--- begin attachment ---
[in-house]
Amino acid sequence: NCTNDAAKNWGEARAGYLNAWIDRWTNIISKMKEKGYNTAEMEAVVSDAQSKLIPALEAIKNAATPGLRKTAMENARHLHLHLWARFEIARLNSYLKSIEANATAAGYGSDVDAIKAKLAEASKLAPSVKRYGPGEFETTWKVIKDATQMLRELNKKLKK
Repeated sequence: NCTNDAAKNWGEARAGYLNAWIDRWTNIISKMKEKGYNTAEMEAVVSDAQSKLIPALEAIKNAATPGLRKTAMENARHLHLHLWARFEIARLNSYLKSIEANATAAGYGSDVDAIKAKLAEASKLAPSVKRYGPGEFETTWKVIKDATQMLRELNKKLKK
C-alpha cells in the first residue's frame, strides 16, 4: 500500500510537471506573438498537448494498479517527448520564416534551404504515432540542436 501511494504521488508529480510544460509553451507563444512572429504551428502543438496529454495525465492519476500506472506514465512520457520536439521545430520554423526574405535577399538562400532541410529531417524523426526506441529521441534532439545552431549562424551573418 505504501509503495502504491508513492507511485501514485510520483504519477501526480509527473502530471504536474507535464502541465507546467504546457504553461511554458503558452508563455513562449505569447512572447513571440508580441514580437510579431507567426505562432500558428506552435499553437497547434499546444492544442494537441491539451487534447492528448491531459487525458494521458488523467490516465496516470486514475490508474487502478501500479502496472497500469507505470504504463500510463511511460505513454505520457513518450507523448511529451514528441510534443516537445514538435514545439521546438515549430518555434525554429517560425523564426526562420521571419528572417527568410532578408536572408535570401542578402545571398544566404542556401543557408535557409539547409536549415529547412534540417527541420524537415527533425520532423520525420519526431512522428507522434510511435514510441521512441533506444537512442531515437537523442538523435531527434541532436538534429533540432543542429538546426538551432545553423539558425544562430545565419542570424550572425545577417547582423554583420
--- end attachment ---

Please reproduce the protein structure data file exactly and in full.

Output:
[in-house]
Amino acid sequence: NCTNDAAKNWGEARAGYLNAWIDRWTNIISKMKEKGYNTAEMEAVVSDAQSKLIPALEAIKNAATPGLRKTAMENARHLHLHLWARFEIARLNSYLKSIEANATAAGYGSDVDAIKAKLAEASKLAPSVKRYGPGEFETTWKVIKDATQMLRELNKKLKK
Repeated sequence: NCTNDAAKNWGEARAGYLNAWIDRWTNIISKMKEKGYNTAEMEAVVSDAQSKLIPALEAIKNAATPGLRKTAMENARHLHLHLWARFEIARLNSYLKSIEANATAAGYGSDVDAIKAKLAEASKLAPSVKRYGPGEFETTWKVIKDATQMLRELNKKLKK
C-alpha cells in the first residue's frame, strides 16, 4: 500500500510537471506573438498537448494498479517527448520564416534551404504515432540542436 501511494504521488508529480510544460509553451507563444512572429504551428502543438496529454495525465492519476500506472506514465512520457520536439521545430520554423526574405535577399538562400532541410529531417524523426526506441529521441534532439545552431549562424551573418 505504501509503495502504491508513492507511485501514485510520483504519477501526480509527473502530471504536474507535464502541465507546467504546457504553461511554458503558452508563455513562449505569447512572447513571440508580441514580437510579431507567426505562432500558428506552435499553437497547434499546444492544442494537441491539451487534447492528448491531459487525458494521458488523467490516465496516470486514475490508474487502478501500479502496472497500469507505470504504463500510463511511460505513454505520457513518450507523448511529451514528441510534443516537445514538435514545439521546438515549430518555434525554429517560425523564426526562420521571419528572417527568410532578408536572408535570401542578402545571398544566404542556401543557408535557409539547409536549415529547412534540417527541420524537415527533425520532423520525420519526431512522428507522434510511435514510441521512441533506444537512442531515437537523442538523435531527434541532436538534429533540432543542429538546426538551432545553423539558425544562430545565419542570424550572425545577417547582423554583420